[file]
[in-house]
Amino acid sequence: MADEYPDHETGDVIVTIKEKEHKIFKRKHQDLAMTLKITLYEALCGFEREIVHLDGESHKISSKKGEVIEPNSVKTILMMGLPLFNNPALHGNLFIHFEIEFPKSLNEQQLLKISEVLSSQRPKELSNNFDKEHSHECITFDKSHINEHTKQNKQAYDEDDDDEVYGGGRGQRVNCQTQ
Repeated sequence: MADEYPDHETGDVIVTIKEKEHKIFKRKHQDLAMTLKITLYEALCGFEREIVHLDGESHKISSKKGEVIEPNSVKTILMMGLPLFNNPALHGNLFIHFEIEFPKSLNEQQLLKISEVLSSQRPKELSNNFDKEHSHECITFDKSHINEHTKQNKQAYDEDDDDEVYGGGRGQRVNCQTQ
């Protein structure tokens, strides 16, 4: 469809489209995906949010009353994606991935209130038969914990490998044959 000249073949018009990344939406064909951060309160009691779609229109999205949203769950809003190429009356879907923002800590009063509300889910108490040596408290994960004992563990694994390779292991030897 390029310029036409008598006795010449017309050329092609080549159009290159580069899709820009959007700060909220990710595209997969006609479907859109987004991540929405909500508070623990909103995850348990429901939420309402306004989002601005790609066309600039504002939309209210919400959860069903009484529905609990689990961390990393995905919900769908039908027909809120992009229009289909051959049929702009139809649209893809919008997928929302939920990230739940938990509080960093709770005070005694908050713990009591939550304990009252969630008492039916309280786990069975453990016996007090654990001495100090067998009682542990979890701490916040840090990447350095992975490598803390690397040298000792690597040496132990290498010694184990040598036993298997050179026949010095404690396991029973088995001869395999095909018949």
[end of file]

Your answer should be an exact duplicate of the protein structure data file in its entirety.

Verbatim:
[in-house]
Amino acid sequence: MADEYPDHETGDVIVTIKEKEHKIFKRKHQDLAMTLKITLYEALCGFEREIVHLDGESHKISSKKGEVIEPNSVKTILMMGLPLFNNPALHGNLFIHFEIEFPKSLNEQQLLKISEVLSSQRPKELSNNFDKEHSHECITFDKSHINEHTKQNKQAYDEDDDDEVYGGGRGQRVNCQTQ
Repeated sequence: MADEYPDHETGDVIVTIKEKEHKIFKRKHQDLAMTLKITLYEALCGFEREIVHLDGESHKISSKKGEVIEPNSVKTILMMGLPLFNNPALHGNLFIHFEIEFPKSLNEQQLLKISEVLSSQRPKELSNNFDKEHSHECITFDKSHINEHTKQNKQAYDEDDDDEVYGGGRGQRVNCQTQ
């Protein structure tokens, strides 16, 4: 469809489209995906949010009353994606991935209130038969914990490998044959 000249073949018009990344939406064909951060309160009691779609229109999205949203769950809003190429009356879907923002800590009063509300889910108490040596408290994960004992563990694994390779292991030897 390029310029036409008598006795010449017309050329092609080549159009290159580069899709820009959007700060909220990710595209997969006609479907859109987004991540929405909500508070623990909103995850348990429901939420309402306004989002601005790609066309600039504002939309209210919400959860069903009484529905609990689990961390990393995905919900769908039908027909809120992009229009289909051959049929702009139809649209893809919008997928929302939920990230739940938990509080960093709770005070005694908050713990009591939550304990009252969630008492039916309280786990069975453990016996007090654990001495100090067998009682542990979890701490916040840090990447350095992975490598803390690397040298000792690597040496132990290498010694184990040598036993298997050179026949010095404690396991029973088995001869395999095909018949």